If Hogan had never come back, as you mentioned, I’m not really sure that much would have changed. When Hogan took his leave of absence in 1992, Bret Hart, Shawn Michaels and their contemporaries were still in the mid-card. The Ultimate Warrior, Randy Savage and Ric Flair were probably the biggest draws in the company at the time, but by the beginning of 1993, Savage was a commentator, and Warrior and Flair were out of the company. Hart had been elevated to WWF Champion, beating Flair in Saskatoon in October 1992, and would carry the belt until the aforementioned WrestleMania. As a Bret Hart fan, I can say I kept watching the WWF because he was champion, but there were few other superstars capable of keeping me there. I know you have written in defense of WrestleMania IX, and I do not hate that show. But when I look at the card, there doesn’t appear to be a lot of star power in early 1993 WWF. If you take away the Money Inc. vs Mega-Maniacs match, there are only four men on that card who ever held the WWF championship, and two of them were in the main event for the title, with Shawn Michaels and the Undertaker being the others, and neither of them was ready to step up and be a main eventer at that point. If Hogan never returns, I’m not sure what changes. Obviously, the end of WrestleMania is different, and if he’s not in the mid-card with Beefcake and Money Inc., he’s not pulling focus from the main event, but like I said, had be been willing to pass the torch to Bret, that would’ve been the huge shift, in my opinion.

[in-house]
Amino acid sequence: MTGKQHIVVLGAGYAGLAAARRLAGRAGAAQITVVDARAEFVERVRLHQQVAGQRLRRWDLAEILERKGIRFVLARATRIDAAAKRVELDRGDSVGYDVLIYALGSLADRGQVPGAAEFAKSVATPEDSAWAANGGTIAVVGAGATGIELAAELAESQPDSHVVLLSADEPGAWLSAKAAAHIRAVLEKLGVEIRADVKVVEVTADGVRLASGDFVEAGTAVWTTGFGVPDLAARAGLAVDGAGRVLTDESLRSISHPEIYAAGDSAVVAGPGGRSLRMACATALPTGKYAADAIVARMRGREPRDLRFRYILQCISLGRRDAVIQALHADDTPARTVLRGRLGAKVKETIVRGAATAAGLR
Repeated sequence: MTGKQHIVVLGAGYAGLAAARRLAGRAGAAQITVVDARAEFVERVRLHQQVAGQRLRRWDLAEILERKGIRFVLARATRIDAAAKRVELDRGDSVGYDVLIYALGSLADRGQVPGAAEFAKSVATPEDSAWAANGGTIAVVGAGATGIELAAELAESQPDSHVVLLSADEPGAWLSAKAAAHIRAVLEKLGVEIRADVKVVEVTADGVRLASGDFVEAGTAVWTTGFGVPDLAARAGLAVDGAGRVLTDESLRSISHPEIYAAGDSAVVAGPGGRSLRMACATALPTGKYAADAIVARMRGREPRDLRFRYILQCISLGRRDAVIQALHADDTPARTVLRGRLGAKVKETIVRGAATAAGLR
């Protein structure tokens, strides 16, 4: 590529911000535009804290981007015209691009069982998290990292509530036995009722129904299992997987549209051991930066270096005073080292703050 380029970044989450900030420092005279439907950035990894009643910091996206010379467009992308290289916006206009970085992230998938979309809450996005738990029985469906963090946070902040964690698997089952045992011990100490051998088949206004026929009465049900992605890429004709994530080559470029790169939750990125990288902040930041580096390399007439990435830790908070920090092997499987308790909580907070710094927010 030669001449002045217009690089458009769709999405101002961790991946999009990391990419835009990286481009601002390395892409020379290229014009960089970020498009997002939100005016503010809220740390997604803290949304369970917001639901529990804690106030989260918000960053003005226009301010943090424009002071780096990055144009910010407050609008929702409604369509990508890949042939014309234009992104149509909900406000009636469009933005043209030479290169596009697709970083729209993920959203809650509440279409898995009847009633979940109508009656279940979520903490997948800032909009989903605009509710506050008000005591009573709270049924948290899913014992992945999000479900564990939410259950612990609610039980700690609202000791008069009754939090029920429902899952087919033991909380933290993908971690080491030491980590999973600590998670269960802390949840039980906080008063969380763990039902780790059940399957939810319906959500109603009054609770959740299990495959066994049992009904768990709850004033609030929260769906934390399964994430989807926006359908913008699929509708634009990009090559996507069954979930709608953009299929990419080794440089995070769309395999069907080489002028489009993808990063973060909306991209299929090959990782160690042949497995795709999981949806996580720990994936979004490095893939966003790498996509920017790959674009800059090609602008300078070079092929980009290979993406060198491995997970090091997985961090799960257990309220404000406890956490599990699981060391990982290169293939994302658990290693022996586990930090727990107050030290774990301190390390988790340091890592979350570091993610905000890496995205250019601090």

Of course, that is ignoring the stuff that was going on outside the ring in 1993 and 1994. As a kid, I was pretty ignorant of the steroid trial and anything else that was going on in “real life” where wrestling was concerned. Were you as sheltered from that stuff as I was?

• • •

Scott: I was aware of the steroid trial, but was not aware how it affected what I saw on TV each week. And while I agree with your general overall assessment of the period, I also think it needs to be pointed out how underused Randy Savage was following his WWF Title loss to Flair in September 1992. Here’s a guy who had been one of the main characters since at least January 1991 (and obviously before, but he was clearly relegated during most of the Ultimate Warrior’s run at the top), was in the hottest program of the summer, who absolutely tore it up in front of 80,000 fans and then, after Survivor Series, got shoved in the booth and trotted out for token Royal Rumble appearances, to host the Yokozuna body slam challenge and for some reason feud with Crush.